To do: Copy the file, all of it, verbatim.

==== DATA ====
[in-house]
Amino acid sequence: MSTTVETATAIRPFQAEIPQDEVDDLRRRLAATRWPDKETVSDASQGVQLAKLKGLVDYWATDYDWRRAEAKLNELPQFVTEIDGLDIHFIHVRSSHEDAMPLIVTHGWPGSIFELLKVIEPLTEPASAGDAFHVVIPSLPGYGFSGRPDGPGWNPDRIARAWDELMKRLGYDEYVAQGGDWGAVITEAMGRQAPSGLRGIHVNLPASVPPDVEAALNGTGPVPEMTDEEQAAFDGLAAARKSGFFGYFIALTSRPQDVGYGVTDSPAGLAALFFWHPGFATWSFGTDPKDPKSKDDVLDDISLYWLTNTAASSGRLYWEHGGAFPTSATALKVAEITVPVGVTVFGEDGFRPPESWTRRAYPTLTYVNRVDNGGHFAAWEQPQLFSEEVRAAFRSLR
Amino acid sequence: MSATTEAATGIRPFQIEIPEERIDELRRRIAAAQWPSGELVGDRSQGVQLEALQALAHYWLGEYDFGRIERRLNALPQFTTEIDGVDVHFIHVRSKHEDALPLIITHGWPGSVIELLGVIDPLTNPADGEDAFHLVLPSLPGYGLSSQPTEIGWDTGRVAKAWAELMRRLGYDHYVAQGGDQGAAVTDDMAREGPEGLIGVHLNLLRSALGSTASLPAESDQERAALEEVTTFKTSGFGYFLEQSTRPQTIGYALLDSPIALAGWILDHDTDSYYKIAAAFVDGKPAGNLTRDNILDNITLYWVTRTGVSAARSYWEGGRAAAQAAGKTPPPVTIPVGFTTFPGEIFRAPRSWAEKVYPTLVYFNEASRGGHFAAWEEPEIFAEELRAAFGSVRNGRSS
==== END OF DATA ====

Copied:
[in-house]
Amino acid sequence: MSTTVETATAIRPFQAEIPQDEVDDLRRRLAATRWPDKETVSDASQGVQLAKLKGLVDYWATDYDWRRAEAKLNELPQFVTEIDGLDIHFIHVRSSHEDAMPLIVTHGWPGSIFELLKVIEPLTEPASAGDAFHVVIPSLPGYGFSGRPDGPGWNPDRIARAWDELMKRLGYDEYVAQGGDWGAVITEAMGRQAPSGLRGIHVNLPASVPPDVEAALNGTGPVPEMTDEEQAAFDGLAAARKSGFFGYFIALTSRPQDVGYGVTDSPAGLAALFFWHPGFATWSFGTDPKDPKSKDDVLDDISLYWLTNTAASSGRLYWEHGGAFPTSATALKVAEITVPVGVTVFGEDGFRPPESWTRRAYPTLTYVNRVDNGGHFAAWEQPQLFSEEVRAAFRSLR
Amino acid sequence: MSATTEAATGIRPFQIEIPEERIDELRRRIAAAQWPSGELVGDRSQGVQLEALQALAHYWLGEYDFGRIERRLNALPQFTTEIDGVDVHFIHVRSKHEDALPLIITHGWPGSVIELLGVIDPLTNPADGEDAFHLVLPSLPGYGLSSQPTEIGWDTGRVAKAWAELMRRLGYDHYVAQGGDQGAAVTDDMAREGPEGLIGVHLNLLRSALGSTASLPAESDQERAALEEVTTFKTSGFGYFLEQSTRPQTIGYALLDSPIALAGWILDHDTDSYYKIAAAFVDGKPAGNLTRDNILDNITLYWVTRTGVSAARSYWEGGRAAAQAAGKTPPPVTIPVGFTTFPGEIFRAPRSWAEKVYPTLVYFNEASRGGHFAAWEEPEIFAEELRAAFGSVRNGRSS